Fitness challenges are no longer just confined to marathons or climbing mountains, these days you can scramble your way through a muddy obstacle course or do a triathlon that involves yoga and HIIT. But what about running up skyscrapers?
It’s known as tower running and it’s slowly taking off. All over the UK and across the world, there are events challenging people to run (or realistically walk) up dozens of flights of stairs in the name of exercise and charity. And for good reason too – it’s a seriously great workout.
Races include the 1,576 steps of the Empire State Building and a dash to the top of the Eiffel Tower. While in the UK, Vertical Rush celebrated its 10th anniversary at London’s Tower 42, and with 12,000 participants and £3,000 raised for homeless charity Shelter, it’s certainly popular.
Why is it such an effective workout?
It’s high-intensity exercise for a short period of time, so burns a lot of calories quickly. It’s also very effective for toning lower body muscles in the legs and glutes.
There are some major advantages to running up stairs instead of on a flat road as well. “It’s lower impact than running,” says Patrick Gallagher, head of Tower Running UK, “so it’s a great alternative for those who’ve experienced joint injuries or are looking to build up their strength and fitness as they return from an injury.
“Typically it’s said to burn the same calories as jogging in half the time, and because it’s a high-intensity activity, you can also get a lot done in less time.”
For beginners, stair climbing combines toning, fat burning and cardio into one swift workout. “Your rate of perceived effort doesn’t even have to be that high for you to benefit,” adds Gallagher.
For more serious athletes, it could really help improve performance in other sports like athletics and triathlon. “The improvements to lactate threshold, quad, glute, core strength, leg speed and mental strength, ability to tolerate pain and keep going, are really substantial,” says Gallagher.
What’s it like to climb a skyscraper?
Despite the fact walking up (some) stairs is a pretty regular occurrence for most of us, climbing multiple storeys gets surprisingly tough, surprisingly quickly. I took on the Vertical Rush at Tower 42, one of London’s tallest skyscrapers, involving 42 floors, or 932 steps.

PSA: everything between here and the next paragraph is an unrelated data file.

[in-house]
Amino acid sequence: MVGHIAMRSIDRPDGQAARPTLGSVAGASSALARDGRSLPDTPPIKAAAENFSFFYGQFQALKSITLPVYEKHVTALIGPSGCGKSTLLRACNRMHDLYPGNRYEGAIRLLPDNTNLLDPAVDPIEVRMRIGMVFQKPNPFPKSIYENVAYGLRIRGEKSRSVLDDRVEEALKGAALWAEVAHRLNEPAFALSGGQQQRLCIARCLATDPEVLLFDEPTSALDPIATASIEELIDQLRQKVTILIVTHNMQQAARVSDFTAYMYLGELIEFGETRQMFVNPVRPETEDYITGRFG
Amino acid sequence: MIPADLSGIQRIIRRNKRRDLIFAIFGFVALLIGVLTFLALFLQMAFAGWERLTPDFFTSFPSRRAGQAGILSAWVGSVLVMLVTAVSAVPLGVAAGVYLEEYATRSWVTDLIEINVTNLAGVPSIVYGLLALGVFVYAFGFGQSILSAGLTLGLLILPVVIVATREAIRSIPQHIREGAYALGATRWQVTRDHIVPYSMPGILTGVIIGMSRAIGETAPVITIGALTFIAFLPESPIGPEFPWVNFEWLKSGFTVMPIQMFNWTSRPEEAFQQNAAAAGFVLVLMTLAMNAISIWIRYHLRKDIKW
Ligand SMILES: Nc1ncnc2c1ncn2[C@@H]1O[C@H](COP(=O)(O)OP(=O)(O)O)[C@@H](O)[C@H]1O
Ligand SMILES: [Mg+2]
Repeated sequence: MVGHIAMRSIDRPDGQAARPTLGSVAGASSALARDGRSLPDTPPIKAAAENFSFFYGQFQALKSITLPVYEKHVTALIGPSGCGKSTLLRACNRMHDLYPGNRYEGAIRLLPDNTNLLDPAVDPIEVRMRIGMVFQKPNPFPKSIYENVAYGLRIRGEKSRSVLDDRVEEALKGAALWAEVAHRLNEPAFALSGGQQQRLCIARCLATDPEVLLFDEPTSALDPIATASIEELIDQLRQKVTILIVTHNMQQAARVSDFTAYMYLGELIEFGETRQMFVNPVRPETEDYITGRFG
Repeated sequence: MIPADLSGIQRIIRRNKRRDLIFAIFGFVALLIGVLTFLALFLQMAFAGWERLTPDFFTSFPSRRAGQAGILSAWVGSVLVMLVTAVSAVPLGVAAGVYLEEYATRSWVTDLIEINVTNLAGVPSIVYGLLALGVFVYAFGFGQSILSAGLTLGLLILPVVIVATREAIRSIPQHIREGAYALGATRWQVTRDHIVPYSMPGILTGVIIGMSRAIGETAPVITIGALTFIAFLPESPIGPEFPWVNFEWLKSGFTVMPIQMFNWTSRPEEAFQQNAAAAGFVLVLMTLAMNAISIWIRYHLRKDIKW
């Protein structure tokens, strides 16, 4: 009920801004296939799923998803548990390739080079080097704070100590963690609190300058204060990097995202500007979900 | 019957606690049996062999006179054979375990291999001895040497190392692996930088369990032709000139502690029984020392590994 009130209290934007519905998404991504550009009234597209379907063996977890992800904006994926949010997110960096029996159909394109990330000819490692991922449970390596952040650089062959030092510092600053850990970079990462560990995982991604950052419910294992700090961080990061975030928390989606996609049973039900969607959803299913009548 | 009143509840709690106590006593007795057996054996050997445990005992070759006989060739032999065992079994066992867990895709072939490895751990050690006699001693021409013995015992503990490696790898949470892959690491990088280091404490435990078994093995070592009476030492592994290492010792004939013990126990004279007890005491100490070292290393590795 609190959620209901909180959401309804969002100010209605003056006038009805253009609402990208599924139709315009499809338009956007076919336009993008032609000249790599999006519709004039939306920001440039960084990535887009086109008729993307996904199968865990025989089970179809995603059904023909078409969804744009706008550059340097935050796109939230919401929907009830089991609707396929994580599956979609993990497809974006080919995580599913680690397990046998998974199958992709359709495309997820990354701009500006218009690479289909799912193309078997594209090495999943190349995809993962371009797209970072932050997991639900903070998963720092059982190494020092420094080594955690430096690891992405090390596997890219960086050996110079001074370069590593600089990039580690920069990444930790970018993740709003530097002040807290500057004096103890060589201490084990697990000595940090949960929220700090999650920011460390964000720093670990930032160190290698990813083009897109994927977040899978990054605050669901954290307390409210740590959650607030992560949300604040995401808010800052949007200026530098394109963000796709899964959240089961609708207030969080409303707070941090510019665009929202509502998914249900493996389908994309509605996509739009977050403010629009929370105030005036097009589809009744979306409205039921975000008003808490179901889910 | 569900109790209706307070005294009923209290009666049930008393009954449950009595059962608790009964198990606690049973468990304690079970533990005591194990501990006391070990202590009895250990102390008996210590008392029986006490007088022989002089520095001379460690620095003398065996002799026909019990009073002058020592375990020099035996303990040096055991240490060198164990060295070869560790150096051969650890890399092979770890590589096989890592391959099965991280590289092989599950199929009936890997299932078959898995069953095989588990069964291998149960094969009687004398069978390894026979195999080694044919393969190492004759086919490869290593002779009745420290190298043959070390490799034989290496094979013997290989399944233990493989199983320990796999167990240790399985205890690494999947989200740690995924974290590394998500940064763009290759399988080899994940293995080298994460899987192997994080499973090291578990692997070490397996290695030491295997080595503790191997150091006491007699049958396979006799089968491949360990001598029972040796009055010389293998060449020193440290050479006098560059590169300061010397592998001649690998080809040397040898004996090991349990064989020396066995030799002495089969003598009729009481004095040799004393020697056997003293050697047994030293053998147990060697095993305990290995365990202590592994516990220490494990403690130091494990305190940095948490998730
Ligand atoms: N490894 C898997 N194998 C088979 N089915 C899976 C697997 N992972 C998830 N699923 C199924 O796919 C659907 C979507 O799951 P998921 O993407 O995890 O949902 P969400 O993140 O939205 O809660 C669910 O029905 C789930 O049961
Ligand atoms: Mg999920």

Unless you’re a professional athlete, you probably won’t be running hundreds and hundreds of steps though. The most effective method is a fast walk, two steps at a time, pulling yourself up with the handrail and taking tight turns on the landings – sound advice from Gallagher that I attempted to put into practice.
But stairwells are weird places – usually windowless, cramped and drab – so running a 10k in a grassy park does have that advantage. There is literally nothing to look at except your feet on the stairs.
And it’s tough – really tough. I can run long distances, but walking up 42 floors was a totally different kind of workout and in many ways, harder. I was out of breath after five or six flights and exhausted for the rest. Many people notice a sore throat during or after the race, which Gallagher says is due the much higher levels of air rushing into your mouth because you’re breathing so hard.
“It can cause micro damage in your throat, hence the soreness and post race cough,” he explains, but it’s just a nuisance rather than anything to worry about.
A tower race is over quickly though, I finished in 9:24 minutes, while the winner sprinted it in 4:38 and the slowest time was 35:56, so there was real mixture of abilities. Some famous faces gave it a go too, including Calum Best, Gabby Allen and Kimberly Wyatt. Strictly winner Holby City’s Joe McFadden completed it in 8:37 and said afterwards: “Despite the aching legs, I’d do it all over again.”
Can anyone do it?
The beauty of stairs is that they’re everywhere and they’re free to train on. It’s a quick workout, so for anyone simply looking to move more, and just 10 or 15 minutes of stair climbing regularly could make a big difference to your fitness.
For people with a reasonable fitness level already, it can be a new challenge. “You can conceivably plod around a 10k with minimal discomfort, but even just walking almost 1,000 steps slowly, will ask a lot of you physically,” says Gallagher.
“There’s also something appealing about going up, rather than across. On the face of it it sounds more challenging when you tell people, and there’s a nice feeling of accomplishment to walk around a city and see the skyscrapers and think, ‘I climbed to the top of that’.”
If you’re extremely fit, some seasoned tower runners attempt the ‘vertical mile’ – someone even ran Tower 42 a total of 12 times back-to-back at this year’s Vertical Rush.
And if nothing else, at the top of almost every skyscraper is, of course, a wonderful view.